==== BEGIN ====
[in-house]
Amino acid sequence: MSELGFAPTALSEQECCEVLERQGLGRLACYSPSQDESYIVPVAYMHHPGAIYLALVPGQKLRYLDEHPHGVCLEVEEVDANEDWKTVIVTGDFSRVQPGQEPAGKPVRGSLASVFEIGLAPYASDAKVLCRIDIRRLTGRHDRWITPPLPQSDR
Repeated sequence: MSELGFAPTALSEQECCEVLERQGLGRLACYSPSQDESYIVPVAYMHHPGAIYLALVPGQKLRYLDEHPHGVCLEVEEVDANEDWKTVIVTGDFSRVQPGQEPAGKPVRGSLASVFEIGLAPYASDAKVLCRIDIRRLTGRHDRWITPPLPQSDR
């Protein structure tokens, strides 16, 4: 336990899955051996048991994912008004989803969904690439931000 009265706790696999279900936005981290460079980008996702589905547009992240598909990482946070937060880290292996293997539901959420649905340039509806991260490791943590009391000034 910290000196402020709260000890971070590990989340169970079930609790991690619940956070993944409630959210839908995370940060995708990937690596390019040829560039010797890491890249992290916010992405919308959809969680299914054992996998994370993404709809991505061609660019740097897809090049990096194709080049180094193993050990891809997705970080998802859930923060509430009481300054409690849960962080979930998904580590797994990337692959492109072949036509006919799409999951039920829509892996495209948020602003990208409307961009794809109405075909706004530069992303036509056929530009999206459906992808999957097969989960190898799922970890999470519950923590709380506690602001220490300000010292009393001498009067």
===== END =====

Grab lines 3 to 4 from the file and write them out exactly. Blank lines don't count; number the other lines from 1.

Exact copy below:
Repeated sequence: MSELGFAPTALSEQECCEVLERQGLGRLACYSPSQDESYIVPVAYMHHPGAIYLALVPGQKLRYLDEHPHGVCLEVEEVDANEDWKTVIVTGDFSRVQPGQEPAGKPVRGSLASVFEIGLAPYASDAKVLCRIDIRRLTGRHDRWITPPLPQSDR
């Protein structure tokens, strides 16, 4: 336990899955051996048991994912008004989803969904690439931000 009265706790696999279900936005981290460079980008996702589905547009992240598909990482946070937060880290292996293997539901959420649905340039509806991260490791943590009391000034 910290000196402020709260000890971070590990989340169970079930609790991690619940956070993944409630959210839908995370940060995708990937690596390019040829560039010797890491890249992290916010992405919308959809969680299914054992996998994370993404709809991505061609660019740097897809090049990096194709080049180094193993050990891809997705970080998802859930923060509430009481300054409690849960962080979930998904580590797994990337692959492109072949036509006919799409999951039920829509892996495209948020602003990208409307961009794809109405075909706004530069992303036509056929530009999206459906992808999957097969989960190898799922970890999470519950923590709380506690602001220490300000010292009393001498009067």